By Valley Ag Voice rStaff
For those that wanted a break from the Covid quarantine or the wildfire smoke that has been choking out valley residents, Tehachapi was dishing up plenty of spooky organic fun and family activities. Brite Creek Farms on the Corner of Highline and Banducci rolled out their October best for families looking for organic pumpkins straight from the vine.
Brite Creek farms was born in 2018 from the vision of Jay and Hannah Shipman. Jay had started raising cattle with the help of his friend Jack Rice and they formed J and J Grassfed Beef. After they realized they could make that work and due to high customer demand selling at the farmers market, they looked for land and identified the parcel on Highline and Banducci. Once this parcel was selected they started to raise organic vegetables. According to their website, they grow “a variety of 100% organic produce: carrots, beets, lettuce, chard, cabbage, sweet corn, broccoli, cauliflower and more… We also offer organic eggs and chicken, grassfed beef, handmade pasta, oils, vinegar and cookies.”
This year families visiting Brite Creek Farms were greeted by Hannah and Jay welcoming them for a visit. For the month of October, they were offering hayrides, and visitors could shop in the store on site. The store by the way is a great concept with an airstream trailer on site that has been decorated to look like a small country oasis.
“This is our third summer growing pumpkins, but really our second year giving people a chance to come out and cut them. Our intent was to have people come out and pick the pumpkins. We wanted people to come out and see other things we do on the farm. We felt that with families coming out it was something else they could do on a Saturday,” commented Jay Shipman.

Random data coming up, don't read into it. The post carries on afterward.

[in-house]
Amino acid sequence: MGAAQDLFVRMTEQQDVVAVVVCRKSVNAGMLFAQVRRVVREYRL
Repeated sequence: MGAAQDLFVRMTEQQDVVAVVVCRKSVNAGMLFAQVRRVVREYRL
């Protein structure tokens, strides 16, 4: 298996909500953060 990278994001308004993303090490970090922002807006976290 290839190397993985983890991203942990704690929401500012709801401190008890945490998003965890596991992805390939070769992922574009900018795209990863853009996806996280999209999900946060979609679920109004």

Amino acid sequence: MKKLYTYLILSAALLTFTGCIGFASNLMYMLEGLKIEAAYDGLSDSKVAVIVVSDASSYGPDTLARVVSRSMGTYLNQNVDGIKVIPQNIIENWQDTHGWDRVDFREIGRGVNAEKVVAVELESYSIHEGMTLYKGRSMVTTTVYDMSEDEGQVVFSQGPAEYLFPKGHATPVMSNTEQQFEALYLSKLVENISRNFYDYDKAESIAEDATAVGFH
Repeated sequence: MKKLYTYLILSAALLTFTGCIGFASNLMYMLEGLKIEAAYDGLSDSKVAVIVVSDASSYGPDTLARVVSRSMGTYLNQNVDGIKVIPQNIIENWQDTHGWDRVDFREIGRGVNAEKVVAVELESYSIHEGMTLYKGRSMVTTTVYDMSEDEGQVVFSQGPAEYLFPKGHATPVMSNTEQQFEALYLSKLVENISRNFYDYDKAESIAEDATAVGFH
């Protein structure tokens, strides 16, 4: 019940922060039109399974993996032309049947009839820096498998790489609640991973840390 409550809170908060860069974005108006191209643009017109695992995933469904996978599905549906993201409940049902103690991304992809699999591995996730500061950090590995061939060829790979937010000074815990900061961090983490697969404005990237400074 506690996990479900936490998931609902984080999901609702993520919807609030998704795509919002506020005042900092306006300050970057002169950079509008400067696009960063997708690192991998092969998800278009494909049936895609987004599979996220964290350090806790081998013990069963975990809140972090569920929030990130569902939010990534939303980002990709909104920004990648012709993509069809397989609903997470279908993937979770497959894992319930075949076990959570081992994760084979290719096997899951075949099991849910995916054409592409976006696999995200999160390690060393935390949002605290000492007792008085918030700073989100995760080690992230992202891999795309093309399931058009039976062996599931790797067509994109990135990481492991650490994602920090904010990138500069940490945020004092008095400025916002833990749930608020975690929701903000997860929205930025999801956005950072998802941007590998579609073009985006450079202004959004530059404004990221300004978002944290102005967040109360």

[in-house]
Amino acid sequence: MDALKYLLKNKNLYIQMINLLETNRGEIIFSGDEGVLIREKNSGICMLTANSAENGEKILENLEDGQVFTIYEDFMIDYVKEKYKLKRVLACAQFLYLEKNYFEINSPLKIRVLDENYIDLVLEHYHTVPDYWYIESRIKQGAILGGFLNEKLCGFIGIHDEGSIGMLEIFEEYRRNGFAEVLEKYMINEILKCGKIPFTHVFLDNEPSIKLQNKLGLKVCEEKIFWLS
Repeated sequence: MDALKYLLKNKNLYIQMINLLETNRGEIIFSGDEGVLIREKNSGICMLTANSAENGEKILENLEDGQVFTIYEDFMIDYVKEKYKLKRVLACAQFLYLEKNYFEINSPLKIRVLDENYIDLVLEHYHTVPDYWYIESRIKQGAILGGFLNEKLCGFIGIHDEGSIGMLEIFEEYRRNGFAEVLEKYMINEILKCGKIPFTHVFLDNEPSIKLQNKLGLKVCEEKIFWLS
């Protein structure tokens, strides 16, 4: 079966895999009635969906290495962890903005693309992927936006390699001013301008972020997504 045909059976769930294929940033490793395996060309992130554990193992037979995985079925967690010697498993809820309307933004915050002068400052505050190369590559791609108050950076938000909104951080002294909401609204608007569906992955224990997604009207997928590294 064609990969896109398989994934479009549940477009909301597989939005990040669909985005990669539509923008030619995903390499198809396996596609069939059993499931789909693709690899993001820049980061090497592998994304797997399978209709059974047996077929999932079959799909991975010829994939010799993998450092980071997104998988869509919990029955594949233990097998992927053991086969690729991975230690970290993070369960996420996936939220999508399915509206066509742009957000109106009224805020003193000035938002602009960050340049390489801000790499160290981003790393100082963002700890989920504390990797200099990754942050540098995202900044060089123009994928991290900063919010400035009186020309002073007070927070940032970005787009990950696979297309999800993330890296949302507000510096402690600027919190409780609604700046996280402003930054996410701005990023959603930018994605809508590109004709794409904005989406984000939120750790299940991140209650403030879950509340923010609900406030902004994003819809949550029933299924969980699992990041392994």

For many families the highlight of the trip was walking out to the rows of pumpkins laid out by Jay and Hannah. There were a few different varietals of pumpkins, so this gave families and children the ability to pick the perfect pumpkin!
“In today’s commercialized society where everything is mass produced the ability to go out and cut your own pumpkin was truly unique,” commented Russell Johnson whose family was visiting Brite Creek Farms. “My wife and kids have thoroughly enjoyed the experience of picking out our own pumpkins.”
Russell’s youngest, three-year-old Ryan Johnson, was in pumpkin heaven as he looked intently for his own pumpkin. Once he found it, he proudly exclaimed, “My pumpkin!”
“Despite the light wind, this experience was exactly why we came to Brite Creek Farms. You can’t cut your own pumpkin at a regular pumpkin patch,” added Susanne Johnson.
Jay Shipman added, “The first year we had three small rows, then six or seven. This year we have fifteen. Next year we may plant twenty-five or thirty rows. We may start earlier next year to have pumpkins for four to six Saturdays instead of two or three. We want people to come to the farm have the experience of seeing how their food is grown and then cut their own pumpkin.”